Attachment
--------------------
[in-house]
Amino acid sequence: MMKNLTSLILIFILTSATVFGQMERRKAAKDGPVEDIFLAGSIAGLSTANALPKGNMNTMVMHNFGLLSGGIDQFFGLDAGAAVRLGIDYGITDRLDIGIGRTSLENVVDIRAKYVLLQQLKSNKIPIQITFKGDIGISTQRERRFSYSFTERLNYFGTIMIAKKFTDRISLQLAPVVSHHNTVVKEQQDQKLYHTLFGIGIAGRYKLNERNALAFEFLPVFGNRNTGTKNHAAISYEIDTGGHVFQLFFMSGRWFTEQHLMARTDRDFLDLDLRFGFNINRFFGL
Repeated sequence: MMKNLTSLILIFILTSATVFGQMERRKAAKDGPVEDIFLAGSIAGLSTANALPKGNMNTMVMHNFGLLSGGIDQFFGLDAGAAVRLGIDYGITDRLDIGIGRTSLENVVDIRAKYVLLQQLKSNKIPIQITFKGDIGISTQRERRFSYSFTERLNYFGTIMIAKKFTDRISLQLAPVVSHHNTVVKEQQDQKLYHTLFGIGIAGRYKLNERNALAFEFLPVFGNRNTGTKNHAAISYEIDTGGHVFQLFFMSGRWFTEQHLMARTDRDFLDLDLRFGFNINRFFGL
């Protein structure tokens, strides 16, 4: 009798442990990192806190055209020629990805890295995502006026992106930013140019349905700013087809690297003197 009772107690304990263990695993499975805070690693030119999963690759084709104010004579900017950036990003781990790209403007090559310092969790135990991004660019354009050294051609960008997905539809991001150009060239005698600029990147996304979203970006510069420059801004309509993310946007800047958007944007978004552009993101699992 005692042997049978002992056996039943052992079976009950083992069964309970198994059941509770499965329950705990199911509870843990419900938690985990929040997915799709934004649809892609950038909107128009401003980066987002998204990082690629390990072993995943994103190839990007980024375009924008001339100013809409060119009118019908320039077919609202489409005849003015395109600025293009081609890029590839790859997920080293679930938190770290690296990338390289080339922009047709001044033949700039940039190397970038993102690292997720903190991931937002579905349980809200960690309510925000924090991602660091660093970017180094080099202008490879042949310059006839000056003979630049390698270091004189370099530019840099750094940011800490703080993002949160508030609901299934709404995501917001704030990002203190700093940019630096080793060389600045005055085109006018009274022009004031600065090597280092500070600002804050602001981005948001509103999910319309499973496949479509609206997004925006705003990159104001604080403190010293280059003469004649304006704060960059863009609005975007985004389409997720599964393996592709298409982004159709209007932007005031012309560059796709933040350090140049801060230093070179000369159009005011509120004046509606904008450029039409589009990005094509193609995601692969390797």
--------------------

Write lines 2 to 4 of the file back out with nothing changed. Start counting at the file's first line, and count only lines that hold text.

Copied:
Amino acid sequence: MMKNLTSLILIFILTSATVFGQMERRKAAKDGPVEDIFLAGSIAGLSTANALPKGNMNTMVMHNFGLLSGGIDQFFGLDAGAAVRLGIDYGITDRLDIGIGRTSLENVVDIRAKYVLLQQLKSNKIPIQITFKGDIGISTQRERRFSYSFTERLNYFGTIMIAKKFTDRISLQLAPVVSHHNTVVKEQQDQKLYHTLFGIGIAGRYKLNERNALAFEFLPVFGNRNTGTKNHAAISYEIDTGGHVFQLFFMSGRWFTEQHLMARTDRDFLDLDLRFGFNINRFFGL
Repeated sequence: MMKNLTSLILIFILTSATVFGQMERRKAAKDGPVEDIFLAGSIAGLSTANALPKGNMNTMVMHNFGLLSGGIDQFFGLDAGAAVRLGIDYGITDRLDIGIGRTSLENVVDIRAKYVLLQQLKSNKIPIQITFKGDIGISTQRERRFSYSFTERLNYFGTIMIAKKFTDRISLQLAPVVSHHNTVVKEQQDQKLYHTLFGIGIAGRYKLNERNALAFEFLPVFGNRNTGTKNHAAISYEIDTGGHVFQLFFMSGRWFTEQHLMARTDRDFLDLDLRFGFNINRFFGL
């Protein structure tokens, strides 16, 4: 009798442990990192806190055209020629990805890295995502006026992106930013140019349905700013087809690297003197 009772107690304990263990695993499975805070690693030119999963690759084709104010004579900017950036990003781990790209403007090559310092969790135990991004660019354009050294051609960008997905539809991001150009060239005698600029990147996304979203970006510069420059801004309509993310946007800047958007944007978004552009993101699992 005692042997049978002992056996039943052992079976009950083992069964309970198994059941509770499965329950705990199911509870843990419900938690985990929040997915799709934004649809892609950038909107128009401003980066987002998204990082690629390990072993995943994103190839990007980024375009924008001339100013809409060119009118019908320039077919609202489409005849003015395109600025293009081609890029590839790859997920080293679930938190770290690296990338390289080339922009047709001044033949700039940039190397970038993102690292997720903190991931937002579905349980809200960690309510925000924090991602660091660093970017180094080099202008490879042949310059006839000056003979630049390698270091004189370099530019840099750094940011800490703080993002949160508030609901299934709404995501917001704030990002203190700093940019630096080793060389600045005055085109006018009274022009004031600065090597280092500070600002804050602001981005948001509103999910319309499973496949479509609206997004925006705003990159104001604080403190010293280059003469004649304006704060960059863009609005975007985004389409997720599964393996592709298409982004159709209007932007005031012309560059796709933040350090140049801060230093070179000369159009005011509120004046509606904008450029039409589009990005094509193609995601692969390797």